Turtles Delay Flights At JFK Airport With Mating Ritual

2017_07_turtlejfk.jpg
One of the turtles in 2013 (Port Authority)

Airline passengers flying from and to JFK Airport faced some delays when dozens of turtles decided to leave Jamaica Bay and take to the runways. Why? To lay eggs on the other side.

On Friday afternoon, flights had to wait for the diamondback terrapins to do their thing. One person Tweeted, “Im taxiing in my plane because there are turtles on the runway. Perhaps the only excuse I have ever found endearing,” while another described, “My @AmericanAir flight into JFK is apparently delayed due to dozens of turtles crawling out of the bay onto the airfield.”

A Port Authority spokesperson told the Daily News, “There were planes briefly stuck in queue,. It is turtle season here, but it was a little unusual to get the turtles at this time.”

This part of the turtles’ mating ritual has been happening for years. “Rather than lay their eggs in peace on a quiet beach as the hard-shelled creatures in other parts of the world do, these New York turtles opt for the sand that lines the airport perimeter,” DNAinfo explained last year. The Jamaica Bay Terrapin Research group tried to get down to the bottom of the phenomenon:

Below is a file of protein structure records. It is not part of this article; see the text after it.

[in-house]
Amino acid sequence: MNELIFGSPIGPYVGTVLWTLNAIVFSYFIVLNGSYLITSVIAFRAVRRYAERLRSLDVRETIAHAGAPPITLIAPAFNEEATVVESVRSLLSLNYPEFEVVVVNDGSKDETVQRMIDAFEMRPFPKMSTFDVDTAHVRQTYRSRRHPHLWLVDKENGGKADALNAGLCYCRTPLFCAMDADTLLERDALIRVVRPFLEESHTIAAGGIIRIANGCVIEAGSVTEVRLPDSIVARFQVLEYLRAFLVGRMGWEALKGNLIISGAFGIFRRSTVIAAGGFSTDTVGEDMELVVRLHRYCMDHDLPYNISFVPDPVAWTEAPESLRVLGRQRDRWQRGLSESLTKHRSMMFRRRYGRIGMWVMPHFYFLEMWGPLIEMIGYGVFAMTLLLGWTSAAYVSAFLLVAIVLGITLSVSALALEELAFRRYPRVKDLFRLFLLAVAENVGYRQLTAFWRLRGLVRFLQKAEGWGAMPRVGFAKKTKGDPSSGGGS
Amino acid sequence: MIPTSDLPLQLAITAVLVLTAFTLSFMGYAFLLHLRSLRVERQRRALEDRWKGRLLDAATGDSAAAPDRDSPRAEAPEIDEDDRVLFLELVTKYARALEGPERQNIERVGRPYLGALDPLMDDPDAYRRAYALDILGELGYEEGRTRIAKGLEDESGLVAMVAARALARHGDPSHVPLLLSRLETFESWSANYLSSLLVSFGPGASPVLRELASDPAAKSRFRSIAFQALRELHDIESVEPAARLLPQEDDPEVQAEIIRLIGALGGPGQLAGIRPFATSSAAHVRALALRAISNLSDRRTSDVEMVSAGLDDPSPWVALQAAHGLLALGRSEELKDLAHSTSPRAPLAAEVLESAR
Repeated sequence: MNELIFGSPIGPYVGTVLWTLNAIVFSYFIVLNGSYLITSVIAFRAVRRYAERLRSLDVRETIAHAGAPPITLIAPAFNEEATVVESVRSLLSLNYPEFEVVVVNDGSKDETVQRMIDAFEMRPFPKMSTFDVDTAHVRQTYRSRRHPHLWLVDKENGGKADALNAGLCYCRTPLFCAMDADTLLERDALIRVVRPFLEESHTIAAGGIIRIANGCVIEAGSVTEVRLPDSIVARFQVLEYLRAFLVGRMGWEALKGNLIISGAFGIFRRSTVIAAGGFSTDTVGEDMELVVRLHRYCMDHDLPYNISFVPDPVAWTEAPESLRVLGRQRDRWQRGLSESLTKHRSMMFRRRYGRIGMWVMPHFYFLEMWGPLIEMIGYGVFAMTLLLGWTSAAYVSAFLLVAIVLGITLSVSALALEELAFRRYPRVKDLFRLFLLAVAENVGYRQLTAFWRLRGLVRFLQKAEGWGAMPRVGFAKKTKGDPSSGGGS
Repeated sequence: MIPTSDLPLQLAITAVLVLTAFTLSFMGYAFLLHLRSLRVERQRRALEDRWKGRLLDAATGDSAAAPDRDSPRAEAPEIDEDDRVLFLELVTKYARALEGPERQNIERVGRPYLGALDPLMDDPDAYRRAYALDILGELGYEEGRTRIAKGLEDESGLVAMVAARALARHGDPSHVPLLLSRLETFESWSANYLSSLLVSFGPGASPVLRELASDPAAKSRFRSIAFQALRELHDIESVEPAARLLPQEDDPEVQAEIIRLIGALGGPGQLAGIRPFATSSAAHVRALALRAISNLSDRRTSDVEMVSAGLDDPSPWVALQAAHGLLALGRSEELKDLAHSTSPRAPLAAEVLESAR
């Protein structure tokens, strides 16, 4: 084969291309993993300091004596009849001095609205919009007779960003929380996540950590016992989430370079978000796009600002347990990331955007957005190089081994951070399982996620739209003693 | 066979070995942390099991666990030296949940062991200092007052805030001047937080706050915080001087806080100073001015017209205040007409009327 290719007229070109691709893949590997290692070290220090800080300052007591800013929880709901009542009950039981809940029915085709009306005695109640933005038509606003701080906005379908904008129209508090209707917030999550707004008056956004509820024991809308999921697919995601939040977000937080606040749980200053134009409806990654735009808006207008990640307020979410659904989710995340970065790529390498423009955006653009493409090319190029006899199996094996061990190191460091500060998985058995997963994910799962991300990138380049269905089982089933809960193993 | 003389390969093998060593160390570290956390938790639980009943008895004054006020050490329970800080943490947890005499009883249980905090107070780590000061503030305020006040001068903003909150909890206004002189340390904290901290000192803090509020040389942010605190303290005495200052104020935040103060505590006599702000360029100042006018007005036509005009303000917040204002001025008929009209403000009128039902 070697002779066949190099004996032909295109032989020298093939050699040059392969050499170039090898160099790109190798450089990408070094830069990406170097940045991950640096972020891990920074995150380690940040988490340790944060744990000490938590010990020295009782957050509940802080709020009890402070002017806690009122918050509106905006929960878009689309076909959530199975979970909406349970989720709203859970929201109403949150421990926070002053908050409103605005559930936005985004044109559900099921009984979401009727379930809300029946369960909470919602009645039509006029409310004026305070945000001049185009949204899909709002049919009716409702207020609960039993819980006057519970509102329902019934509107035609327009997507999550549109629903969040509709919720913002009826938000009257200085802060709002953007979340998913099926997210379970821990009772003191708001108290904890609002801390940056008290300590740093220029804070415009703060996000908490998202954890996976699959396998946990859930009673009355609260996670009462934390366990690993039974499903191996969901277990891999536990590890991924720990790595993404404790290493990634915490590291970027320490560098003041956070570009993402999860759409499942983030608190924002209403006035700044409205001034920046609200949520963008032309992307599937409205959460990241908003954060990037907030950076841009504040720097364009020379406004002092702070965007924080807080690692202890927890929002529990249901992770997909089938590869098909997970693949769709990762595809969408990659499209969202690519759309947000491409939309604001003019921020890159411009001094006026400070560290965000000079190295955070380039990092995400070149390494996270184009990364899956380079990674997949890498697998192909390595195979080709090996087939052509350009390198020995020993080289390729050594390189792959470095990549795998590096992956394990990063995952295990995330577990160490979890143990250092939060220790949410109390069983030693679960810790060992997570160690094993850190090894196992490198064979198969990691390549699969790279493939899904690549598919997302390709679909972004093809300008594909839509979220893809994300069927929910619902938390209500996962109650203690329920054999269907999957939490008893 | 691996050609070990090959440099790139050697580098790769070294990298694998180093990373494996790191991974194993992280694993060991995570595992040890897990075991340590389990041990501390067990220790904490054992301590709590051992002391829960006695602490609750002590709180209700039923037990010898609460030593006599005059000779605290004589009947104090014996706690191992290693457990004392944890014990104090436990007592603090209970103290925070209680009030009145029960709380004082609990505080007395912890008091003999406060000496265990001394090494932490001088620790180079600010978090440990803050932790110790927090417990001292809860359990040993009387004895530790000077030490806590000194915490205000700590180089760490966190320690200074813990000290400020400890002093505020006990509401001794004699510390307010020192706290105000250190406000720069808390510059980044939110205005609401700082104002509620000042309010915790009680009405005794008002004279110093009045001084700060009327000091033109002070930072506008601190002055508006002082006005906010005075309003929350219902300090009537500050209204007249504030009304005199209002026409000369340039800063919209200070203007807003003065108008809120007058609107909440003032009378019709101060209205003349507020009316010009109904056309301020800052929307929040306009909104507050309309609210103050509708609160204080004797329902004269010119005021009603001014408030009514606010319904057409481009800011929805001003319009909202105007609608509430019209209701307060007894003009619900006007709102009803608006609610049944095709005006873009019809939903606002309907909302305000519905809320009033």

Where did all these terrapins come from? Like many major airports, JFK has a full-time team of wildlife biologists who have traditionally focused their attention on bird and mammal hazards to aircraft safety. Trained people were in the right place at the right time to have seen terrapins on land in large numbers in the years before the 2009 eruption, and their failure to see many terrapins probably means the number of terrapins in those days was small. JFK wildlife biologists have marked 2,426 terrapins so far, scanned each one first for our microchips and have found none. We have not detected a decline in the Rulers Bar population. Also, the airport is about 2.8 miles east of Rulers Bar, which is farther than terrapins normally roam.

Finally, the airport terrapin population might have grown tremendously in the last 10 years, perhaps due to a drop in egg predation by their main nest predator, raccoons. This is the most likely explanation, although we do not know why the raccoon population would have decreased then.

In 2013, the Port Authority installed plastic tubing to act as a barrier, leading to a nearly 50% drop in turtles on the airfield. But it turns out those barriers are underwater during high tide…

Leave a Reply

Your email address will not be published. Required fields are marked *